Pet Checkups at Every Stage

By Lindsey Johnson

Adding a new pet to the family? Be prepared for shots, vet appointments, dental cleanings, vitamins and vaccines. Sound like you just brought home a new baby? It is! So, before adding a new member to your family, review the veterinary care recommendations below to ensure you are familiar with how to provide the best health care for your pet based on species. Each species will have different needs, so always reach out to your pet’s veterinarian for questions.

DOGS

Birth to 1 Year Old

New puppies will visit the vet every three to four weeks until they are 16 weeks old. During this time, the vet will monitor weight and give a series of vaccines including rabies, distemper-parvo, influenza, kennel cough and Lyme disease. They will also begin heartworm and flea and tick medications at this stage. They will then have a check-up at six months and get spayed or neutered somewhere between approximately six months and one year, depending on breed and vet preference.

Adult (1 year to 7-10 years, depending on breed)

Healthy adult dogs will then receive an annual checkup including blood samples, heartworm check and a dental exam. Vaccines at this stage include distemper-parvo and rabies at the first annual checkup, then approximately every three years afterwards. They may also receive the annual influenza vaccine, kennel cough prevention and others.

Senior (7-10 years and older)

Senior dogs require a biannual checkup including blood and urine samples, testing for kidney, thyroid and liver function as these tend to decline with age. At these visits, they will also receive vaccine boosters as recommended.

CATS

Birth to 1 Year Old

New kittens will also visit the vet approximately every three to four weeks until they are 16 weeks old. At these visits, they will receive vaccines for rabies and distemper as well as testing for feline leukemia and feline immunodeficiency virus. They will begin their routine flea, tick and heartworm medications at this time. Kittens will receive another check-up at six months and get spayed or neutered around this time.

Adult (1 year to 7-10 years, depending on breed)

After the first year, cats should get an annual checkup that includes blood work and a dental exam. They will receive vaccines including distemper and rabies at their first annual checkup, then approximately every three years afterwards. They may also receive the annual influenza vaccine and others.

Senior (7-10 years and older)

As a cat ages, biannual checkups are recommended, which include blood and urine samples that test for kidney, thyroid and liver function. They will also receive their vaccine boosters as recommended based on age and vaccination history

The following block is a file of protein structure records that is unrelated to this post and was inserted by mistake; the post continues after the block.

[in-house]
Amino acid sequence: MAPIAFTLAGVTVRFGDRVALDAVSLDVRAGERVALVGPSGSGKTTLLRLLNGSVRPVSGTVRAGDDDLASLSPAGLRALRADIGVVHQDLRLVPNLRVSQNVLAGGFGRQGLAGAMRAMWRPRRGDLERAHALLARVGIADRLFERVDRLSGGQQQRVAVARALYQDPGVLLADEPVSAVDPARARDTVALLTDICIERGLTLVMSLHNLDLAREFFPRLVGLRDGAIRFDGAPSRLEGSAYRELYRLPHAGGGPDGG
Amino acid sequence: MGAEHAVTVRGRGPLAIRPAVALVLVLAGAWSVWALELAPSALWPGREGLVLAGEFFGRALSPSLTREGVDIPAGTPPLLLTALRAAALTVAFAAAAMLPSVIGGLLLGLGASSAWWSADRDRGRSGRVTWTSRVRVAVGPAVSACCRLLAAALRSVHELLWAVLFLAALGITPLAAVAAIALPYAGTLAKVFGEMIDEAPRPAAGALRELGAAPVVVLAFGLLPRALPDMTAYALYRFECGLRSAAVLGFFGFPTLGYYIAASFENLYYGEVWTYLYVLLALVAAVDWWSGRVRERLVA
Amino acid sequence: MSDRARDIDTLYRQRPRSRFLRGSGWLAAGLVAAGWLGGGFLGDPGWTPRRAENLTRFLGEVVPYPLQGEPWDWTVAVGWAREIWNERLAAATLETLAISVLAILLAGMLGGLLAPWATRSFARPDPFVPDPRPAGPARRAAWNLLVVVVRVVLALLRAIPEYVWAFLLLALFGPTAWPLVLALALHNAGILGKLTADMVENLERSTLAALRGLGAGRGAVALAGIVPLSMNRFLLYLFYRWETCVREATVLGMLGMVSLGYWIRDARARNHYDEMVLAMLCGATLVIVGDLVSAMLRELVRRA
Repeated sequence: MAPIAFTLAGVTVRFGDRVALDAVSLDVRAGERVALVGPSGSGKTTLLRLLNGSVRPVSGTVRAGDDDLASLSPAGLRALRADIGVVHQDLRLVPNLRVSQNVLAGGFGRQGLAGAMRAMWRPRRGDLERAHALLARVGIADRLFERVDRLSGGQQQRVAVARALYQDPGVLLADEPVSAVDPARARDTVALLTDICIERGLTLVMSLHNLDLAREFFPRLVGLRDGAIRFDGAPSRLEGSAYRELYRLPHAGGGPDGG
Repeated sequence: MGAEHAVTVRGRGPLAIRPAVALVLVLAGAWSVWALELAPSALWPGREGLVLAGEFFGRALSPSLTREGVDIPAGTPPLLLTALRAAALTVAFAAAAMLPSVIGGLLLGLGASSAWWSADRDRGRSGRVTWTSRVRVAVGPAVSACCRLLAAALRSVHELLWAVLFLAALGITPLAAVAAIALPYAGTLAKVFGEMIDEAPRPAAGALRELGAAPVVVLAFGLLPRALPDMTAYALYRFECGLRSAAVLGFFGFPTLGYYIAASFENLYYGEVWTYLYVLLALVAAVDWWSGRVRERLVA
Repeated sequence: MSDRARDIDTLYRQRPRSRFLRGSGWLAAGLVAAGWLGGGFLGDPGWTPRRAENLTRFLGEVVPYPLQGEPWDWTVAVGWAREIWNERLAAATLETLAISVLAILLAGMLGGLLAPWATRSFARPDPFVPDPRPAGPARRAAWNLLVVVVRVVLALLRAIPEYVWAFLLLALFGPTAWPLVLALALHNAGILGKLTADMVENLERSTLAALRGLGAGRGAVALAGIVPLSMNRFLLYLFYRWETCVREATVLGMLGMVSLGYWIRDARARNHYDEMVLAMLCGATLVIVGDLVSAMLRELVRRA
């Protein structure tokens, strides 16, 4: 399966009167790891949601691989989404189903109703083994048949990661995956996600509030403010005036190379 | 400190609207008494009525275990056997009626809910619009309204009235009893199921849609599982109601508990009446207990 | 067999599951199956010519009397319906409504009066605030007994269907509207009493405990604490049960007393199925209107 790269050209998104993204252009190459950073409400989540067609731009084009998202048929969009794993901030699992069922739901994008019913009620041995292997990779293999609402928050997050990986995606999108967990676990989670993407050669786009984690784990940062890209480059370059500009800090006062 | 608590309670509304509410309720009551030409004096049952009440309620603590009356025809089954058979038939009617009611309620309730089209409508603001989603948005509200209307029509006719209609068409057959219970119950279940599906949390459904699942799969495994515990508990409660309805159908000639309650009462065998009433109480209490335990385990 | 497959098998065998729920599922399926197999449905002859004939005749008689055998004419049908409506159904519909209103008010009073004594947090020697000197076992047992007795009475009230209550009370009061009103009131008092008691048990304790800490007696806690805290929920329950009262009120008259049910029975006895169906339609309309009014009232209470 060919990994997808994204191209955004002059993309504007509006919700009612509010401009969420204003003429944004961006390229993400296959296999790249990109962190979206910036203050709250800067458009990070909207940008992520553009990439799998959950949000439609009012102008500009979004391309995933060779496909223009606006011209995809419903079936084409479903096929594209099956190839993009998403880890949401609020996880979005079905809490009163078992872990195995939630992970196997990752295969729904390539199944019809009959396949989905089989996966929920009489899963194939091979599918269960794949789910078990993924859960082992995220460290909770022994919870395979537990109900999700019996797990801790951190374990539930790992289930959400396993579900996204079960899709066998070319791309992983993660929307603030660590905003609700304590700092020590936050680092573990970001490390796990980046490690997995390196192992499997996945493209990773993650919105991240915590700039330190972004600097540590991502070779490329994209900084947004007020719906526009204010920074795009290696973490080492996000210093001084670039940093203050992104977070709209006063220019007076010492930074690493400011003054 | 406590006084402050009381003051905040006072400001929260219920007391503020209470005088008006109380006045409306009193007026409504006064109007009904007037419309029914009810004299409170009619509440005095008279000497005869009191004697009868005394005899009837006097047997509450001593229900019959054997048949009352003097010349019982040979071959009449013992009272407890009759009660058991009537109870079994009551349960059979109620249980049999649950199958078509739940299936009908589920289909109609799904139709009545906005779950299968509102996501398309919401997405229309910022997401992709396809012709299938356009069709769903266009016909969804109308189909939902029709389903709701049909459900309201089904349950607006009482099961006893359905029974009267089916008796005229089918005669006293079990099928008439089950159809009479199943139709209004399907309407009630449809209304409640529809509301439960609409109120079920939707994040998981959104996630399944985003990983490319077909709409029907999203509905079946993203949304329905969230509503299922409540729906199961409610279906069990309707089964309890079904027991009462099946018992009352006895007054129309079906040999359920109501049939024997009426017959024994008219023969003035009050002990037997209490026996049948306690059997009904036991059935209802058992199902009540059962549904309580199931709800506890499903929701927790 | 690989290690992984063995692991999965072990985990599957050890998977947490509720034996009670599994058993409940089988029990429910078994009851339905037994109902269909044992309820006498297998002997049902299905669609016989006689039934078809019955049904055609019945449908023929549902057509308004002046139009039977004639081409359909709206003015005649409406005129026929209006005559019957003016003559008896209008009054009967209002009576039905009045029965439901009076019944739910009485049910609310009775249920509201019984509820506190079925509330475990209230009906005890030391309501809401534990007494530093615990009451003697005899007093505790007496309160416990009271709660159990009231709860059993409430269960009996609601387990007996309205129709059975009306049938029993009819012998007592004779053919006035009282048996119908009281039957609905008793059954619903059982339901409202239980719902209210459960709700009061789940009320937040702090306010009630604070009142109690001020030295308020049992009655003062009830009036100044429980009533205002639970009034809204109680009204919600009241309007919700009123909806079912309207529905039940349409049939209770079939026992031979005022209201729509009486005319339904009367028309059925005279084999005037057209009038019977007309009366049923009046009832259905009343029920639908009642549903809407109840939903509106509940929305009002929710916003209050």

GOATS

Goats have become a popular family pet but they require a significant amount of veterinary care. The average lifespan for a goat is 15-18 years. Newborn goats will need their horns removed by a process called disbudding at a very early age. Male goats should also be castrated at a young age if they will not be used for breeding. Goats need to have their hooves trimmed approximately every six weeks and will need veterinary deworming twice annually. Goats do require vaccinations such as tetanus and enterotoxemia, also known as overeating disease. While there is not currently a rabies vaccine indicated for goats, there has been some off-label use of sheep or cattle rabies vaccines that may be recommended in some areas.

BIRDS

Pet birds should see an avian veterinarian when they first join a family. During this initial visit, the vet will screen for bacteria, viruses and parasites and perform blood tests to assess baseline organ function. They will also determine whether the bird is male or female, since there are different health problems associated with each.

After the initial visit, the bird will return for an annual check-up. Most caged birds do not receive any vaccines but some birds may need the polyomavirus vaccine.

Birds will also need to visit the vet if they will have their wings clipped. They may also need a vet visit if they have excess keratin buildup on the beak, requiring the use of a sanding tool to trim the beak. If your bird needs nail clipping and you are not able to do this at home, the vet can trim your bird’s nails.

HAMSTERS

Like many other species, hamsters should complete an initial visit with a veterinarian within the first 48 hours to establish care and ensure that all health guarantees are honored. Hamsters should have annual check-ups to monitor health and check for fecal parasites. The average lifespan of a hamster is two to four years, depending on specific breed. Senior hamsters (two years and above) should be evaluated by a vet twice annually.

RABBITS

Rabbits do not require any vaccinations but are encouraged to have annual veterinary checkups. It is also highly recommended to spay or neuter your bunny. Common health problems in rabbits include dental disease, external parasites, gastrointestinal problems and cancer. Routine vet care can help identify problems in earlier stages.

Making the decision to adopt a pet is a big responsibility. While they bring joy and companionship, there are costs and time investments associated with this decision. If you feel you are not able to fully commit to providing the best care, it may be time to delay the decision until you feel you are ready. Pets are family members too and will provide love and entertainment if they are given the same in return.

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